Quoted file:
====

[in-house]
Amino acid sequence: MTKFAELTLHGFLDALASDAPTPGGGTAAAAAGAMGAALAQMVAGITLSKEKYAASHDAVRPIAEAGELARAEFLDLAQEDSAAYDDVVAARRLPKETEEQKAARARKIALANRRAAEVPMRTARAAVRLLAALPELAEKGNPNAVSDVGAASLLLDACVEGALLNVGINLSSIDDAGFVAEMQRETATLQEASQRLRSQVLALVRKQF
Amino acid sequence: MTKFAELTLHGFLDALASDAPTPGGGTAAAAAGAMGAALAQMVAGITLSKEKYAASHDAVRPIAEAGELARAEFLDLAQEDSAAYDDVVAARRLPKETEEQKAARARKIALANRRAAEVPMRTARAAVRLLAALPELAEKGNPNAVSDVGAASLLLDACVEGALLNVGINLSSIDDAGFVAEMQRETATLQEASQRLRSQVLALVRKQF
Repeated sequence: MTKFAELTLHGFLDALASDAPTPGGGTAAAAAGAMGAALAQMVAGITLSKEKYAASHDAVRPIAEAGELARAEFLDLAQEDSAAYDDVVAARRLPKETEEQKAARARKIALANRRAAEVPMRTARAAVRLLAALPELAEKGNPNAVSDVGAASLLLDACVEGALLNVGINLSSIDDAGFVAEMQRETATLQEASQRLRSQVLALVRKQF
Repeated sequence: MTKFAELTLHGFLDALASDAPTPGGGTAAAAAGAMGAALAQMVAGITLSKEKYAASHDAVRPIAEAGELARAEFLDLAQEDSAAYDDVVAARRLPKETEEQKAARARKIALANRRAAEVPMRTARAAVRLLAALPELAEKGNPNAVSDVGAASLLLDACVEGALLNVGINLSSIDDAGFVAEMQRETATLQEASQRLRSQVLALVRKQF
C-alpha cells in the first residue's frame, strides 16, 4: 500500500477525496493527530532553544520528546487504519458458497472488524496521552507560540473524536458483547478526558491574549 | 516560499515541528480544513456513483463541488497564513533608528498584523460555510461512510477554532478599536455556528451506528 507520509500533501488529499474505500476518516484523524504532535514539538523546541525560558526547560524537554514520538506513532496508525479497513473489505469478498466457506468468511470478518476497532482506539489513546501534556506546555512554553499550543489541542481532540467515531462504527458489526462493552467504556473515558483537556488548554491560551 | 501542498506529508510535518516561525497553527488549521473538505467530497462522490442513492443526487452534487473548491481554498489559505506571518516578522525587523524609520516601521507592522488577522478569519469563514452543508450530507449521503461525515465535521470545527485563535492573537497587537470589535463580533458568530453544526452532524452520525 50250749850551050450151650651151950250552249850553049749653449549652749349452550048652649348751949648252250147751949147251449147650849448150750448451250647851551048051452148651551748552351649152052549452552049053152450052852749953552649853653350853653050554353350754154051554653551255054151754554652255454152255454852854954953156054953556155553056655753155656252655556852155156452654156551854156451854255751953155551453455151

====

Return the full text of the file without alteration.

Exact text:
[in-house]
Amino acid sequence: MTKFAELTLHGFLDALASDAPTPGGGTAAAAAGAMGAALAQMVAGITLSKEKYAASHDAVRPIAEAGELARAEFLDLAQEDSAAYDDVVAARRLPKETEEQKAARARKIALANRRAAEVPMRTARAAVRLLAALPELAEKGNPNAVSDVGAASLLLDACVEGALLNVGINLSSIDDAGFVAEMQRETATLQEASQRLRSQVLALVRKQF
Amino acid sequence: MTKFAELTLHGFLDALASDAPTPGGGTAAAAAGAMGAALAQMVAGITLSKEKYAASHDAVRPIAEAGELARAEFLDLAQEDSAAYDDVVAARRLPKETEEQKAARARKIALANRRAAEVPMRTARAAVRLLAALPELAEKGNPNAVSDVGAASLLLDACVEGALLNVGINLSSIDDAGFVAEMQRETATLQEASQRLRSQVLALVRKQF
Repeated sequence: MTKFAELTLHGFLDALASDAPTPGGGTAAAAAGAMGAALAQMVAGITLSKEKYAASHDAVRPIAEAGELARAEFLDLAQEDSAAYDDVVAARRLPKETEEQKAARARKIALANRRAAEVPMRTARAAVRLLAALPELAEKGNPNAVSDVGAASLLLDACVEGALLNVGINLSSIDDAGFVAEMQRETATLQEASQRLRSQVLALVRKQF
Repeated sequence: MTKFAELTLHGFLDALASDAPTPGGGTAAAAAGAMGAALAQMVAGITLSKEKYAASHDAVRPIAEAGELARAEFLDLAQEDSAAYDDVVAARRLPKETEEQKAARARKIALANRRAAEVPMRTARAAVRLLAALPELAEKGNPNAVSDVGAASLLLDACVEGALLNVGINLSSIDDAGFVAEMQRETATLQEASQRLRSQVLALVRKQF
C-alpha cells in the first residue's frame, strides 16, 4: 500500500477525496493527530532553544520528546487504519458458497472488524496521552507560540473524536458483547478526558491574549 | 516560499515541528480544513456513483463541488497564513533608528498584523460555510461512510477554532478599536455556528451506528 507520509500533501488529499474505500476518516484523524504532535514539538523546541525560558526547560524537554514520538506513532496508525479497513473489505469478498466457506468468511470478518476497532482506539489513546501534556506546555512554553499550543489541542481532540467515531462504527458489526462493552467504556473515558483537556488548554491560551 | 501542498506529508510535518516561525497553527488549521473538505467530497462522490442513492443526487452534487473548491481554498489559505506571518516578522525587523524609520516601521507592522488577522478569519469563514452543508450530507449521503461525515465535521470545527485563535492573537497587537470589535463580533458568530453544526452532524452520525 50250749850551050450151650651151950250552249850553049749653449549652749349452550048652649348751949648252250147751949147251449147650849448150750448451250647851551048051452148651551748552351649152052549452552049053152450052852749953552649853653350853653050554353350754154051554653551255054151754554652255454152255454852854954953156054953556155553056655753155656252655556852155156452654156551854156451854255751953155551453455151